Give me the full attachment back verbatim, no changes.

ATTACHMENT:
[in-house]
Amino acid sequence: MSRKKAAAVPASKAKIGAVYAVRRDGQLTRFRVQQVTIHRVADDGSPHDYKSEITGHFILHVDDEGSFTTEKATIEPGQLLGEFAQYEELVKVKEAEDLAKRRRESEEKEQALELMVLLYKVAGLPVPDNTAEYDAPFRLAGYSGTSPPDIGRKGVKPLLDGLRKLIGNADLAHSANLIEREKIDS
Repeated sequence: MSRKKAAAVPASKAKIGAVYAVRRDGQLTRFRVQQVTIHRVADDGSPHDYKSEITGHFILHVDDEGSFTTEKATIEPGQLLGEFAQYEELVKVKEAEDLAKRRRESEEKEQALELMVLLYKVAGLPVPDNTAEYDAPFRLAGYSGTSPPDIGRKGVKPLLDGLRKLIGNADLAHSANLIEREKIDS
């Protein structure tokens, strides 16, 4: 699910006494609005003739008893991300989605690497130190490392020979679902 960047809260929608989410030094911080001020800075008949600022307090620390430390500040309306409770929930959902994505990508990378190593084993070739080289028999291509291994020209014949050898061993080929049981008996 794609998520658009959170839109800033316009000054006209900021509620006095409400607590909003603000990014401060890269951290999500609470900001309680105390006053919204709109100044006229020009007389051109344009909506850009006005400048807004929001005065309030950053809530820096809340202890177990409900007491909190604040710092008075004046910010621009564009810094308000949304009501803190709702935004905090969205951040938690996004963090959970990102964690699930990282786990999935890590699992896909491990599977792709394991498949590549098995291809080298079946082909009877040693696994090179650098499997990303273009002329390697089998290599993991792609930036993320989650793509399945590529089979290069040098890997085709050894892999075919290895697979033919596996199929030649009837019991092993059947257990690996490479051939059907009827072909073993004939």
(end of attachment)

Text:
[in-house]
Amino acid sequence: MSRKKAAAVPASKAKIGAVYAVRRDGQLTRFRVQQVTIHRVADDGSPHDYKSEITGHFILHVDDEGSFTTEKATIEPGQLLGEFAQYEELVKVKEAEDLAKRRRESEEKEQALELMVLLYKVAGLPVPDNTAEYDAPFRLAGYSGTSPPDIGRKGVKPLLDGLRKLIGNADLAHSANLIEREKIDS
Repeated sequence: MSRKKAAAVPASKAKIGAVYAVRRDGQLTRFRVQQVTIHRVADDGSPHDYKSEITGHFILHVDDEGSFTTEKATIEPGQLLGEFAQYEELVKVKEAEDLAKRRRESEEKEQALELMVLLYKVAGLPVPDNTAEYDAPFRLAGYSGTSPPDIGRKGVKPLLDGLRKLIGNADLAHSANLIEREKIDS
């Protein structure tokens, strides 16, 4: 699910006494609005003739008893991300989605690497130190490392020979679902 960047809260929608989410030094911080001020800075008949600022307090620390430390500040309306409770929930959902994505990508990378190593084993070739080289028999291509291994020209014949050898061993080929049981008996 794609998520658009959170839109800033316009000054006209900021509620006095409400607590909003603000990014401060890269951290999500609470900001309680105390006053919204709109100044006229020009007389051109344009909506850009006005400048807004929001005065309030950053809530820096809340202890177990409900007491909190604040710092008075004046910010621009564009810094308000949304009501803190709702935004905090969205951040938690996004963090959970990102964690699930990282786990999935890590699992896909491990599977792709394991498949590549098995291809080298079946082909009877040693696994090179650098499997990303273009002329390697089998290599993991792609930036993320989650793509399945590529089979290069040098890997085709050894892999075919290895697979033919596996199929030649009837019991092993059947257990690996490479051939059907009827072909073993004939």